Ex-SJ mayoral candidates blast decision not to appoint a special prosecutor in asphalt case
By John McPhaul
Three former candidates for mayor of San Juan, Manuel Natal Albelo, Rossana López León and Adrián González Costa, denounced on Tuesday the lack of rigor with which the Department of Justice handled the referral they presented jointly related to an alleged asphalt scheme involving New Progressive Party (NPP) candidates in San Juan and the company JR Asphalt.
Natal Albelo, who ran for San Juan mayor under the Citizen Victory Movement banner in 2020, said in a written statement that “the admissions of Miguel Romero and the other NPP legislators are sufficient cause to appoint an Independent Special Prosecutor and continue the investigation.”
“There is no controversy about these facts: Romero and his henchmen carried out asphalting activities in San Juan communities in the middle of the electoral campaign,” he said. “The asphalt, personnel and machinery used to carry out the activities were given away by a company whose owners pleaded guilty to bribing and giving illegal commissions to other mayors in exchange for receiving government contracts. The asphalt given away by the corrupt company was not reported by Romero and his NPP henchmen to Government Ethics, the Electoral Comptroller, or the secretariats of the legislative bodies to which they belonged. The corrupt company competed in bids before the Municipality of San Juan under the municipal administration of Romero and was awarded multiple contracts. While giving asphalt to Romero and his henchmen that was supposedly a ‘leftover’ from other projects, the company kept almost $40 million in government contracts. With these facts, in whose mind is it possible that there is not sufficient cause to continue the investigation? Only in that of a secretary of justice who acts as a lawyer for the NPP.”
Meanwhile, former senator and former Popular Democratic Party mayoral candidate Rossana López León stated that “what was determined by the Justice Department’s Division of Public Integrity and Comptroller’s Affairs shows that there is cause, but the officials determined that ‘it is not enough’ to believe that the defendants have engaged in criminal behavior.”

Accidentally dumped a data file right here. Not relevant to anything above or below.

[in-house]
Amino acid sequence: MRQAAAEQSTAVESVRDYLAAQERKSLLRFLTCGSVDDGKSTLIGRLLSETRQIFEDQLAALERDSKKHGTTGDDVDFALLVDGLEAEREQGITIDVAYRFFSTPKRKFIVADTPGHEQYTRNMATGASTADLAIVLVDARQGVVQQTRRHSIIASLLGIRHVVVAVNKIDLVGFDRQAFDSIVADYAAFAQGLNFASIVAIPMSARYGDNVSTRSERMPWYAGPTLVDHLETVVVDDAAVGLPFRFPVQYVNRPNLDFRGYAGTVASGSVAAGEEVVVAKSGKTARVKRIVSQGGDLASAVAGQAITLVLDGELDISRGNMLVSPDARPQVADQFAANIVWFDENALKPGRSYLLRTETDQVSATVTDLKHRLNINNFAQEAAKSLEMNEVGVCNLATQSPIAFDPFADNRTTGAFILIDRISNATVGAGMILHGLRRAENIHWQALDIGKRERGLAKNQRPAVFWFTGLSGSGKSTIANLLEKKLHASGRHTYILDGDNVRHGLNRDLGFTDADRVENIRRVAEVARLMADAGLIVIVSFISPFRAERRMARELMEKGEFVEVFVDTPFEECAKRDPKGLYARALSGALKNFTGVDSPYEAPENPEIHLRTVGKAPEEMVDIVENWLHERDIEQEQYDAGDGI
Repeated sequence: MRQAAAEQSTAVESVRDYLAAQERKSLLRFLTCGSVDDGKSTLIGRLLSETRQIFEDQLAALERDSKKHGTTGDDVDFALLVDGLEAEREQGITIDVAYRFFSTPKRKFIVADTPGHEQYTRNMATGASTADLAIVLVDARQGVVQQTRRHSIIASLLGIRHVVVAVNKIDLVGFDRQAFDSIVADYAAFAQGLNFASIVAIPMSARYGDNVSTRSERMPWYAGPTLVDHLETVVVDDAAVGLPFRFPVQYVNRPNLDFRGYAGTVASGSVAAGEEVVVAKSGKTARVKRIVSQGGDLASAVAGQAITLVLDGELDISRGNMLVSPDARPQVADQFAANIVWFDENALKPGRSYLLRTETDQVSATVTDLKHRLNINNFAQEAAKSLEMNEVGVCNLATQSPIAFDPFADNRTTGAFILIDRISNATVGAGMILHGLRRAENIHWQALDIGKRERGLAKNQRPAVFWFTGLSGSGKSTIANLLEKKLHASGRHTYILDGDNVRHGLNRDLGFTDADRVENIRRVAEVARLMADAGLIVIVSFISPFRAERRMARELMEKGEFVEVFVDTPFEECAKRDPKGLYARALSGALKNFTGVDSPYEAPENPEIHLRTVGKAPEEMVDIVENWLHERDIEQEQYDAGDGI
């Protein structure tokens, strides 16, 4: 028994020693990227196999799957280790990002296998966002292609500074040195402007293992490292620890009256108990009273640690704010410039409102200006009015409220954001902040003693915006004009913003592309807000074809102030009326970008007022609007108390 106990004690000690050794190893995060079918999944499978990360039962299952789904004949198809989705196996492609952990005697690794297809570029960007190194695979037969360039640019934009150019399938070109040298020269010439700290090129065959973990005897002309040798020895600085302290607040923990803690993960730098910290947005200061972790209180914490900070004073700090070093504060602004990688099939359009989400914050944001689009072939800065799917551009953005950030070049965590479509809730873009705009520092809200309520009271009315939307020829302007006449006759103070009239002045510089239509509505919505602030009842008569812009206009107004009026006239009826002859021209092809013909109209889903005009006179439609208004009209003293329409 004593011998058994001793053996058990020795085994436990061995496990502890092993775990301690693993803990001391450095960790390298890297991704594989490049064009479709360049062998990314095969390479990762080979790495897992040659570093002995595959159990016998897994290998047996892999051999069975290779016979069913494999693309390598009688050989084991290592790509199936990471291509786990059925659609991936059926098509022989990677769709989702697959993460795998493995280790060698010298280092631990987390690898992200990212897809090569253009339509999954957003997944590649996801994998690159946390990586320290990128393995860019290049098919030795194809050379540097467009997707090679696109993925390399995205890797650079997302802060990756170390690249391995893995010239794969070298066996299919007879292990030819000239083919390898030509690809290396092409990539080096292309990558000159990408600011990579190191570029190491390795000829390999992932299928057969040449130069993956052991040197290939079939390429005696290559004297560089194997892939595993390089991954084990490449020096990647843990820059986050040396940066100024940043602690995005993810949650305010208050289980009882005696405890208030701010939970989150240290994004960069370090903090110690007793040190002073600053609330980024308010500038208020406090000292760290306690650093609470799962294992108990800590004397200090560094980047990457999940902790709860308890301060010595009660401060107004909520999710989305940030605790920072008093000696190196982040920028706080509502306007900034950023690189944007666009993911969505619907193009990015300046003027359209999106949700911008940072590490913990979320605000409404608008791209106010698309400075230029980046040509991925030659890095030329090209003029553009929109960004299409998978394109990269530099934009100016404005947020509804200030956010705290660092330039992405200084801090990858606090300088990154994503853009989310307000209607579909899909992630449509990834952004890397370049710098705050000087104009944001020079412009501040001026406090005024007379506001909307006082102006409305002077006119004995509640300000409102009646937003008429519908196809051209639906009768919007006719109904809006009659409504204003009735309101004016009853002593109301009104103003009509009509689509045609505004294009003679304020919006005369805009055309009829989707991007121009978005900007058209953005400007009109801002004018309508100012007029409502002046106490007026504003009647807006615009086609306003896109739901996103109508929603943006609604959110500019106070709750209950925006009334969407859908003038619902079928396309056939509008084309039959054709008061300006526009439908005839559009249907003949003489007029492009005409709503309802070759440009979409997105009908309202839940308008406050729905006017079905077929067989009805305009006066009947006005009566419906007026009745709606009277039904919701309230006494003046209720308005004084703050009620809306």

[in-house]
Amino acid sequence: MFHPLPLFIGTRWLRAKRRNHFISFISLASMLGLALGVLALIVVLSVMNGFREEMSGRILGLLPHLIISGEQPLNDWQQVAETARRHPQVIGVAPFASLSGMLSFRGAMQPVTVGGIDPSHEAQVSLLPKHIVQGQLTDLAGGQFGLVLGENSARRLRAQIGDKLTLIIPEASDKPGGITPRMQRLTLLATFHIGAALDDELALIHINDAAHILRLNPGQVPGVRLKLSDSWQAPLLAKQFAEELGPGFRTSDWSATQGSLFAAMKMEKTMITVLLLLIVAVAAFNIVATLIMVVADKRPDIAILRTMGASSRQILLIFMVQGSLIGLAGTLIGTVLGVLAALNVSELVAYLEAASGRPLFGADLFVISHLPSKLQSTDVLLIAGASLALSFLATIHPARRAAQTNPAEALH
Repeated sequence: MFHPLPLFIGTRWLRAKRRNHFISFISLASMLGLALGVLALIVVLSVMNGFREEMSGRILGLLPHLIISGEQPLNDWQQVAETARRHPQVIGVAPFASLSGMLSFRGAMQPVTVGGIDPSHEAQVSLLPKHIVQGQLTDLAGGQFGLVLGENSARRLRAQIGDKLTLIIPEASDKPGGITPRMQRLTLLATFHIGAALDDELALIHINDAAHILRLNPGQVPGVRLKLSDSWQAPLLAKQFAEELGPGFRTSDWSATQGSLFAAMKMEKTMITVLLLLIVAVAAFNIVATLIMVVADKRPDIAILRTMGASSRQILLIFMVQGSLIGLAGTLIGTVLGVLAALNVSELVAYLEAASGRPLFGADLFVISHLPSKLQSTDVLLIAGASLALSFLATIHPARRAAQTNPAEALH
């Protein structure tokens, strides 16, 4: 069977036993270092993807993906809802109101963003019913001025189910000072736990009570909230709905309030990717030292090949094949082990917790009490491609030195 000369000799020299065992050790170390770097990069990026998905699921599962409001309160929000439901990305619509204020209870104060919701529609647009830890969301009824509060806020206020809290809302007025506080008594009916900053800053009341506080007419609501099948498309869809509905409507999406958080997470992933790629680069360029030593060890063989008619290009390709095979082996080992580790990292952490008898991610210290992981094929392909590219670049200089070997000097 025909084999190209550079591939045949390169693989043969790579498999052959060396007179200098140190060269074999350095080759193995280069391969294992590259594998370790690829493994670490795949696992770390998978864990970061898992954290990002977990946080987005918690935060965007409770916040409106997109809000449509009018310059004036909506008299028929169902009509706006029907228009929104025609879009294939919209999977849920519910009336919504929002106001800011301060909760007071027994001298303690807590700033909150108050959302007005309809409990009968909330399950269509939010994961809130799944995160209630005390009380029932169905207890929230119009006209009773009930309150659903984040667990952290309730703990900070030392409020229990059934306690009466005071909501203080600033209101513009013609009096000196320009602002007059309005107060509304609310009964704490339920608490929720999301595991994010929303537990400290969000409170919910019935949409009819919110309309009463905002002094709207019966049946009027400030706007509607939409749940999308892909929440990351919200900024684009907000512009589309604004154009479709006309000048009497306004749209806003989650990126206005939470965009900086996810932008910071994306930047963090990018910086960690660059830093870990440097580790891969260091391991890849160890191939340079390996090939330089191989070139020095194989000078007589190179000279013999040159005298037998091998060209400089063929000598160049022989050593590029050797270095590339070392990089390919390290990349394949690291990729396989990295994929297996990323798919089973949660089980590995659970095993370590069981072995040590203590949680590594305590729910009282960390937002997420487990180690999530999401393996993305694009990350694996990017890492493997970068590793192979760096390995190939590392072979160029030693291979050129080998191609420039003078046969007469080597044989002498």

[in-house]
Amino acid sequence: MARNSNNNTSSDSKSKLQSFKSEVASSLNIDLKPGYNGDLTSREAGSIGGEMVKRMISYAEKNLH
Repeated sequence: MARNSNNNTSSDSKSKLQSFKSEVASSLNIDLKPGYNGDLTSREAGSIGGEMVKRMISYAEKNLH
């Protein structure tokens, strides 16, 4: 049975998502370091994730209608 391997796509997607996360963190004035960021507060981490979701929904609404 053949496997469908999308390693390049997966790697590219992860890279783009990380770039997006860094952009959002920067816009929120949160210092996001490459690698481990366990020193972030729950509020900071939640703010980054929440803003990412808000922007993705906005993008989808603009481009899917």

“All of Puerto Rico knows what kind of company JR Asphalt is and the serious corruption cases in which they are currently involved,” she said. “No one believes that JR Asphalt ‘gave away’ material, personnel and equipment to fill holes in San Juan in the middle of the 2020 political campaign. Justice, even in its statement, did not answer the allegations of illegal donations when the then-senator and now mayor himself accepted it with statements in several media. What is determined by the Department of Justice adds even more to the discredit of the agency before the country.”
As confirmed by the defendants themselves, Romero Lugo, Juan Oscar Morales, Jorge Navarro and Víctor Parés, while serving as public officials and appearing as candidates for elective positions, received asphalt, labor and machinery as a “gift” from JR Asphalt, whose owners pleaded guilty to several corruption crimes at the federal level. The material and services provided by the company were used in activities coordinated and promoted by the accused to pave multiple communities of San Juan during the most recent election cycle. The Department of Justice determined to recommend to the Special Independent Prosecutor Panel that it not appoint a special prosecutor against the accused, thereby terminating its investigation.
Former San Juan municipal legislator and former Puerto Rican Independence Party mayoral candidate Adrián González Costa said “the determination of the Department of Justice is a dangerous precedent.”
“According to the Secretary, because there was no proof that the asphalt was paid for with public funds and that there was no proof that the defendants had received an offer of bribes, he did not recommend the appointment of a [special independent prosecutor],” he said. “It is an admission that the asphalt was provided for free, but omitting to inquire about the origin of it, for the Secretary, if this asphalt was paid for with private funds, even if it was given to officials, it does not represent a problem. That is not acceptable because of the dangerous message it sends to the country about tolerance for shady acts. Once again, the already battered image of the Department of Justice is damaged. Our referral was intended to be a tool for the search for the truth and the government’s decision was to hide it. Given the apparent impossibility that these proceedings will be considered before a judge of facts in a court, the People will be the best Judge.”
The former candidates for mayor of San Juan, who together obtained over 60 percent of the votes in the most recent municipal elections, made public the extensive referral they presented to the Department of Justice on May 2, along with all the documentary evidence they collected, including publications of the accused on social networks, government contracts, recordings in which the accused admit the facts, among other evidence that the candidates say “confirms the need to continue the investigation.”